Coroner stops car for one hour to give verdict

A coroner was so keen to help a journalist report an inquest about a baby girl who died after being sexually abused by her father that he interrupted his journey to read his verdict and other important documents out in a mobile phone call.

The Media Lawyer website reported that Press Association reporter Victoria Thake called Lincolnshire county coroner Stuart Fisher on his mobile phone when she discovered that the inquest into the baby’s death had taken place at Louth the previous day, but that most media outlets had not been alerted that it was being held.

"I was given the coroner’s mobile number and called him," Thake said.

"I was astounded when he answered, quite obviously on a carphone, and immediately pulled over, retrieved his file from the boot of the car and proceeded to read, chapter and verse, his entire narrative verdict, as well evidence from key witnesses in the case.

"The phone call must have lasted between 45 minutes and an hour.

"Mr Fisher was so appalled by the baby’s death and outraged that the father had thus far gone unpunished that he wanted the press to run the story.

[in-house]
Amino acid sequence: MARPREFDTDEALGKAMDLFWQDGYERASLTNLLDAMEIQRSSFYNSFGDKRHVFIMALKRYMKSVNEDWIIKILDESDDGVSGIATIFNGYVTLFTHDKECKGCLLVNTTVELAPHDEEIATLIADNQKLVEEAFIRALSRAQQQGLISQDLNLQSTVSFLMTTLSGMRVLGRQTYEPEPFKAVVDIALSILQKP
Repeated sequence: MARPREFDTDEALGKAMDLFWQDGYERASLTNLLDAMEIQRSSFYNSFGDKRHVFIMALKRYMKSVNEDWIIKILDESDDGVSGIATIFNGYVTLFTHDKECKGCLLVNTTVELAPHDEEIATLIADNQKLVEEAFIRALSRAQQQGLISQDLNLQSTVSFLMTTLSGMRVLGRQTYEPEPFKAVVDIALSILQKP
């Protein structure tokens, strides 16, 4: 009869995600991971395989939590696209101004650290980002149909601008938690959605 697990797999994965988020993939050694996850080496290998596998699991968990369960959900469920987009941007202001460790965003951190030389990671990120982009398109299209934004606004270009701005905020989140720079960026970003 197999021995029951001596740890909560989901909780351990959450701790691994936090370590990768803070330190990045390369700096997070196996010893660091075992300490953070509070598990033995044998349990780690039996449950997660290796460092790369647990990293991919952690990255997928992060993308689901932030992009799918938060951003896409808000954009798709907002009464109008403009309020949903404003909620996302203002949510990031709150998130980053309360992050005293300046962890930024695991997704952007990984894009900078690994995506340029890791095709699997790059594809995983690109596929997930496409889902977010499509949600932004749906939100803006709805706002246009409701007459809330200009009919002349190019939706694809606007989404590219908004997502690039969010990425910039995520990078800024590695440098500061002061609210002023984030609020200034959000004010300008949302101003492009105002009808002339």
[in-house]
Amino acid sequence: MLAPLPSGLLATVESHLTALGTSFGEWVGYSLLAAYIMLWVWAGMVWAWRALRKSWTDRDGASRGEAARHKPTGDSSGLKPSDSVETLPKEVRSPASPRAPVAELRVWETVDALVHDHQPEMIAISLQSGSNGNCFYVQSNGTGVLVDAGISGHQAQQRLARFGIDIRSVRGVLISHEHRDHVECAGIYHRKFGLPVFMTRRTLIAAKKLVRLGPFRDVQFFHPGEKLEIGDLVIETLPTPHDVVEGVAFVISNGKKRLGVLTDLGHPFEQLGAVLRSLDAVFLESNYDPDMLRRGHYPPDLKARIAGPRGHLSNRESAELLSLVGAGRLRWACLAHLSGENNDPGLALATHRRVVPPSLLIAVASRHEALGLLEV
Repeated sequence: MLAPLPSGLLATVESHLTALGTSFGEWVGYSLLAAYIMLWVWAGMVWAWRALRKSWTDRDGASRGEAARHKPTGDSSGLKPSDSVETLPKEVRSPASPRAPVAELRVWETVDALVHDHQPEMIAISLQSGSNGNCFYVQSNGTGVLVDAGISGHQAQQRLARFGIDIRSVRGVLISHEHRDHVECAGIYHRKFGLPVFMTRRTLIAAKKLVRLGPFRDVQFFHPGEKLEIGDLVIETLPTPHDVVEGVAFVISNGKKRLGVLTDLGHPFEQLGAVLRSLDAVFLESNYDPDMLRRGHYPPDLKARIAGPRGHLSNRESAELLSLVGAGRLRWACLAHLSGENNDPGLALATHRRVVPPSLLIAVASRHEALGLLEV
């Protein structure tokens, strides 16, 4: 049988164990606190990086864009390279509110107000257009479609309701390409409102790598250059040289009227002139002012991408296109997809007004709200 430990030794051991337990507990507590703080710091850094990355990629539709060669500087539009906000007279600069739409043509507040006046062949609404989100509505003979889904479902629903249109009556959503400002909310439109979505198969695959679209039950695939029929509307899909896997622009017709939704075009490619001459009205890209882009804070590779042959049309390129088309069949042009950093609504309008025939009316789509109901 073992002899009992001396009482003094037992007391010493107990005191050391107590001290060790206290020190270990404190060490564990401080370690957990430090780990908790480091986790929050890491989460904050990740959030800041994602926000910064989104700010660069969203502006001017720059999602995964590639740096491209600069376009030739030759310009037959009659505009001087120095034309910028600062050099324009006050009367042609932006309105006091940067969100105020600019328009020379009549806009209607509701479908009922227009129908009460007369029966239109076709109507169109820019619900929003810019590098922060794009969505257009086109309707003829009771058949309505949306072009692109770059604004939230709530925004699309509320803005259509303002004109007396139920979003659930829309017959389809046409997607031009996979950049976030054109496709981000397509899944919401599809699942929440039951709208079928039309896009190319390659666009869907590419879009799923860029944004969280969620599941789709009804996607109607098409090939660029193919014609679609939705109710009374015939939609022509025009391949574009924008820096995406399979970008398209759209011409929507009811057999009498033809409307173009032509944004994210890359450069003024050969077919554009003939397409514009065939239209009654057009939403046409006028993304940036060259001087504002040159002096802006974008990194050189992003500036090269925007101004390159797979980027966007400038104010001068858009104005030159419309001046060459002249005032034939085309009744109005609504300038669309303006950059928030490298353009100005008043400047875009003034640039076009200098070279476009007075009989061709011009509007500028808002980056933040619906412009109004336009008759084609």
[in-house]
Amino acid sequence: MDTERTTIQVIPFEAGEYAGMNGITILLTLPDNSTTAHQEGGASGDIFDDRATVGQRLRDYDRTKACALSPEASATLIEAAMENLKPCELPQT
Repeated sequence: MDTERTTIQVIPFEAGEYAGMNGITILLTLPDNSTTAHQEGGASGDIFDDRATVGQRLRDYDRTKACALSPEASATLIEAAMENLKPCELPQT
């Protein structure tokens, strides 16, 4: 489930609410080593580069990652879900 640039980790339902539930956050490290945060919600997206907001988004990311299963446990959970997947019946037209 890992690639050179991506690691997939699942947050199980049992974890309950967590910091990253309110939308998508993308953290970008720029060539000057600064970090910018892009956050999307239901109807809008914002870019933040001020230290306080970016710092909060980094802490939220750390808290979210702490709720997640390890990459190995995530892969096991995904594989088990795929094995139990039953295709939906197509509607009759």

"He was delighted when I rang him and requested more information and was only too happy to help."

The inquest concerned the death in October 2003 of a 12-week-old girl.

Fisher said the baby died of a combination of heart disease — she had undergone an operation when she was just four days old — and anal trauma.

He said in his narrative verdict: "I find that [the father] was the perpetrator of the horrific injuries that were sustained by this tiny, defenceless and vulnerable child."

Home Office pathologist Professor Guy Rutty, who performed the post mortem examination on the baby girl, described her injuries as "gross" and said they were the worst sexual injuries he had ever seen.

Police said there had been an investigation, but that the Crown Prosecution Service had concluded that there was not enough evidence to secure a conviction against anyone.

The Sun, which had reported the inquest without naming the father, identified him, and published his photograph, in a story it ran last Thursday.

A reporter from a weekly paper in Skegness covered the case, and the BBC local radio station had covered the verdict.

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